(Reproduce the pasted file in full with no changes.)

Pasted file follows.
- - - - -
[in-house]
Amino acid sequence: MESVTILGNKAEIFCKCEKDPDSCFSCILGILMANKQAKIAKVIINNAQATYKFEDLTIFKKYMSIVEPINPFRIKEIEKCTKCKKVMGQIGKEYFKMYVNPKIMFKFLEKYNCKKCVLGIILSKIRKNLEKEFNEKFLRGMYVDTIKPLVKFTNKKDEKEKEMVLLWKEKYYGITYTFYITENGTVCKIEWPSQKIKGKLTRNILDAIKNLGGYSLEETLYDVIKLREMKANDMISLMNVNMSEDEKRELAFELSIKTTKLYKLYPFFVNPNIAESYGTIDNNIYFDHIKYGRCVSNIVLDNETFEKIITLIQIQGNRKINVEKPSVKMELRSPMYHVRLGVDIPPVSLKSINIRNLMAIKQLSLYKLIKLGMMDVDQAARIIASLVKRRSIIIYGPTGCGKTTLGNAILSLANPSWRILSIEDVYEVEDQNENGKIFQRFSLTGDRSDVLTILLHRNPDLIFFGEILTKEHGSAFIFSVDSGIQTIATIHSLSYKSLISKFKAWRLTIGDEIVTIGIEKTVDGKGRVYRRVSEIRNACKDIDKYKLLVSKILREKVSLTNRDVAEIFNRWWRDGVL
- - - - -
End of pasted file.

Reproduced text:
[in-house]
Amino acid sequence: MESVTILGNKAEIFCKCEKDPDSCFSCILGILMANKQAKIAKVIINNAQATYKFEDLTIFKKYMSIVEPINPFRIKEIEKCTKCKKVMGQIGKEYFKMYVNPKIMFKFLEKYNCKKCVLGIILSKIRKNLEKEFNEKFLRGMYVDTIKPLVKFTNKKDEKEKEMVLLWKEKYYGITYTFYITENGTVCKIEWPSQKIKGKLTRNILDAIKNLGGYSLEETLYDVIKLREMKANDMISLMNVNMSEDEKRELAFELSIKTTKLYKLYPFFVNPNIAESYGTIDNNIYFDHIKYGRCVSNIVLDNETFEKIITLIQIQGNRKINVEKPSVKMELRSPMYHVRLGVDIPPVSLKSINIRNLMAIKQLSLYKLIKLGMMDVDQAARIIASLVKRRSIIIYGPTGCGKTTLGNAILSLANPSWRILSIEDVYEVEDQNENGKIFQRFSLTGDRSDVLTILLHRNPDLIFFGEILTKEHGSAFIFSVDSGIQTIATIHSLSYKSLISKFKAWRLTIGDEIVTIGIEKTVDGKGRVYRRVSEIRNACKDIDKYKLLVSKILREKVSLTNRDVAEIFNRWWRDGVL